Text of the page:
The experiment explored the idea that the interaction of intense laser light with a surface of densely packed electrons moving close to the speed of light will lead to a momentum exchange between the 'mirror' and the incoming light wave. This momentum exchange can result in the peak power of the reflected light being substantially increased, via a combination of the pulse being compressed in time and the reflected wave being of shorter wavelength (and therefore higher energy).
The experimental conditions needed in order to observe this effect are extremely hard to achieve, requiring one super intense laser to ionise the target and accelerate a dense packet of electrons (the flying mirror) and then a second to arrive head-on to the electron packet within the few femtoseconds timeframe that the mirror exists, to reflect from the surface. Add to this the need to use a solid target that is only a few nanometres thick and a laser of sufficient intensity contrast quality and you've got the makings of a somewhat challenging experimental proposal.
However a collaboration between the Max-Planck-Institute of Quantum Optics in Garching, the Ludwig-Maximilians-Universität München, the Queens University Belfast and the Central Laser Facility (CLF) used the dual-beam capability of the Gemini laser along with ultrathin, 50 nm-thick foil targets to achieve these conditions. They observed a downshift of the laser beam wavelength from 800 nanometres down to ~60 nanometres, with the reflected pulse being compressed from 50 femtoseconds duration down to the order of a few hundred attoseconds (1 attosecond = 10-18 s).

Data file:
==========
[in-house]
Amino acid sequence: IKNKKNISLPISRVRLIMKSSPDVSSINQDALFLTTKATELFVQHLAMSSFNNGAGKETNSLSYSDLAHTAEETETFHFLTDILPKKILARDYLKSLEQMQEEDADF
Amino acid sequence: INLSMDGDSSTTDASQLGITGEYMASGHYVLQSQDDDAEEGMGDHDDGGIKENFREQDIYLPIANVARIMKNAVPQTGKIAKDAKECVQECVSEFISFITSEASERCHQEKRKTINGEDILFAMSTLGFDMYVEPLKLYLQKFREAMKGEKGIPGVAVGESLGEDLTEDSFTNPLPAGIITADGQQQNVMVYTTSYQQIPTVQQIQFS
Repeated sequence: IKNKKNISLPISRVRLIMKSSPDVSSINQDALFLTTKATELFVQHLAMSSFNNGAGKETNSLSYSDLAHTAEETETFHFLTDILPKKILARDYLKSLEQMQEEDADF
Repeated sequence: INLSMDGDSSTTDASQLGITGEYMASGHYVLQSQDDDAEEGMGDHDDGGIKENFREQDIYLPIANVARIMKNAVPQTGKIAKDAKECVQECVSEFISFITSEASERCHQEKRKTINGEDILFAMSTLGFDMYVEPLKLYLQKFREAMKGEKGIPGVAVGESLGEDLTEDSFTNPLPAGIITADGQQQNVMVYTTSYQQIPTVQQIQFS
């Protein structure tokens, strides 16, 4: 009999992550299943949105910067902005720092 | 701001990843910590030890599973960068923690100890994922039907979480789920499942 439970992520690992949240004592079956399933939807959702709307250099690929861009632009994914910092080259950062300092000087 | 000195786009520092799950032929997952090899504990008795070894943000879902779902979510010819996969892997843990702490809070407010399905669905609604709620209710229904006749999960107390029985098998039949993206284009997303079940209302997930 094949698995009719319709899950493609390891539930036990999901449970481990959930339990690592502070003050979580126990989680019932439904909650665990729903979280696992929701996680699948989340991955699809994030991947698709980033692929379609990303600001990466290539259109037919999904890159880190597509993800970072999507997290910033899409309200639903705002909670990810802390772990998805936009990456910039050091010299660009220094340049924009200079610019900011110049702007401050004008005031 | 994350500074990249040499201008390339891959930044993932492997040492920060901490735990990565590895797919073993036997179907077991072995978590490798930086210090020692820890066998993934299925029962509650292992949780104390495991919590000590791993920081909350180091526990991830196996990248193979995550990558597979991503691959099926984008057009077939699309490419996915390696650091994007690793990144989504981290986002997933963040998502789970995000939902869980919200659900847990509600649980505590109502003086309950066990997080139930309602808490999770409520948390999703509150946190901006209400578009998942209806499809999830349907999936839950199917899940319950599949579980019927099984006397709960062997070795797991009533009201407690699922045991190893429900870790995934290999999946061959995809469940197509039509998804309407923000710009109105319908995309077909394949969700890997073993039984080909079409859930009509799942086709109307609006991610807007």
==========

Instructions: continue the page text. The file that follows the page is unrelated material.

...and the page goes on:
This observation not only supports Einstein's theory of special relativity, but also paves the way for a new technique of generating intense, attosecond flashes of light, which are required in order to study the ultra-fast dynamics of electron motion and gain further understanding of fundamental physics on the atomic scale.
Provided by Science and Technology Facilities Council
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